This new animation comes from the creators of Inside Out (2015), and is about a music teacher and aspiring jazz pianist, Joe Gardner (Jamie Foxx) who dies by falling into New York City’s manhole. He begins his journey in the world “beyond” (“The Great Before”) and his reluctant companion becomes a yet-unborn soul called “22”. As it turns out, the two have much to teach each other about life, death and human destiny. Soul is best when it is rooted in simplicity, heart-warmness and quiet moments. It certainly loses some of its coherence and has many undercooked ideas, as well as mixed messages, when it tries to present the world of “The Great Before”. Nevertheless, the overall effect is that of one lovely animation, with one lovable character at its centre, which portrays New York City and the jazz scene beautifully. Soul has many redeeming elements, and those messages in the story that finally do get through effectively to the audience make it a wonderful cinematic experience overall.
In this story, Joe Gardner is a music teacher who tries to instil in his pupils the passion for music. He has just got promoted to the position of a full-time teacher and even has a chance to perform on a piano with the jazz legend Dorothea Williams. He thinks he is on his way to success when he dies by falling into a manhole. When he reaches “The Great Before”, a place where dead people’s souls go and where new souls await their birth on Earth, he is neither fully dead yet nor is he fully alive, but in some kind of a “in-between” state. That is when he is assigned to mentor a new soul, named 22, who, now for a long time, cannot find its potential or passion in order to be born (finding a passion or talent for something seems to be a pre-requisite for any soul to be born). Gardner then tries to help 22, while thinking it will also help him to re-join his own body.
In contrast to the coherence and clear purpose of animation Inside Out, Soul is more random with certain elements under-thought, while others seem to be over-thought. The creators of Soul seem to have gone for everything at the same time – passion for music, unrealised profession ambition, questions of life and depth, mysteries of dying, and other elements which will be considered spoilers if named here. The animation definitely reminds of Coco (2017). As in that animation, Soul has both the presentation of the world of the dead, and the focus on the unrealised ambition to become a professional musician. If Miguel in Coco wants to make music his career, but his parents forbid it and want him to have a more stable employment in the family shoe business, Gardner in Soul wants to be a professional jazz pianist, but his mother wants him to have a more stable employment. There may even be an attempt in Soul to build something around the success of film La La Land (2016) since, as in that movie, we also have here one struggling jazz pianist who is at a point of losing his dream of realising himself professionally. That divide between artistic aspirations and fulfilment, and the world of work and actually earning money, is familiar to any artist. The problem with Soul, of course, is that its messages and main story threads are far less clear than those in either Inside Out, Coco or in La La Land (for that matter).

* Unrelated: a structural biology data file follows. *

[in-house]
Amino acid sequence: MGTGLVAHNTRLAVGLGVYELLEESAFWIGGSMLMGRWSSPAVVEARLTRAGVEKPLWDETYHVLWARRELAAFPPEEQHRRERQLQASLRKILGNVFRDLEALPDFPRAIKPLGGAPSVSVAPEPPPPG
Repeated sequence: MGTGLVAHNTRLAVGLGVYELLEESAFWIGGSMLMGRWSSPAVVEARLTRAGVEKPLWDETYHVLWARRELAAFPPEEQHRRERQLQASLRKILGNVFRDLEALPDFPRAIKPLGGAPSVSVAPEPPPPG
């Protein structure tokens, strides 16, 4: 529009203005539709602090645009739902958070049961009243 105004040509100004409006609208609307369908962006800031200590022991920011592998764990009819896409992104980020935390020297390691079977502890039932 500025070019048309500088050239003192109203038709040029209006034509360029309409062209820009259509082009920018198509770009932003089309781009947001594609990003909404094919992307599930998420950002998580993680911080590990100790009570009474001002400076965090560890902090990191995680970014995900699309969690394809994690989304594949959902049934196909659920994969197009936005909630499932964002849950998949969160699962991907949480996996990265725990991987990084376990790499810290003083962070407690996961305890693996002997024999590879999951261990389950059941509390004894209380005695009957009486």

Soul is probably best when it portrays New York City, rather than “The Great Before”. In presenting the world after death, the animators seem to have got a bit lost. Taking inspiration from the mythical Elysian Fields with its cypress trees, what they also added were two-dimensional characters and a complicated system of governance, which undoubtedly confused even them. There are employees working in this world of “the dead” and “the unborn”, including “a person” whose task is to count each soul as it enters and leaves, but the workings of the system seem overly complicating and confusing. Each unborn soul must first choose its passion or talent before joining the world of the living, but even here the story slightly contradicts itself and changes its message near the end.
Despite its evident faults, Soul has many redeeming qualities. Its “quiet” moments are probably the best. Some of its messages are inspiring and touching, such as a lesson of looking at your life from the point of view of someone else and realising how lucky you are – that others would enjoy what you have (and some would even give an arm and a leg for it!) and so should you. To be happy, you do not need to be a celebrity or even realise your professional ambitions – you just need to be you, healthy, cherishing small things in life, including your family. That is enough, and that is the message. Going further, one may say that a person who neither visibly contributes to society nor chases big ambitions and dreams is not necessarily bad, stupid or lazy – they are probably making their own sacrifices in their small and hidden way, making gifts in their own unique way, for example, by helping older members of their family, which is also sometimes a form of heroism.
Soul is sometimes too hectic, has some random and derivative ideas, and probably tries to be too clever, which means it would have benefited from more simplicity and coherence. However, despite all that, it is very creative and beautifully-presented with a fascinating concept at its core. Its final message of cherishing simple pleasures in life and not losing the present moment make it a wonderful celebration of life as that which is lived in a present moment surrounded by all the simple joys, as opposed to that which is filled with societal pressures to succeed in unreachable and, what may be even worse, ever-changing goals and ambitions. 8/10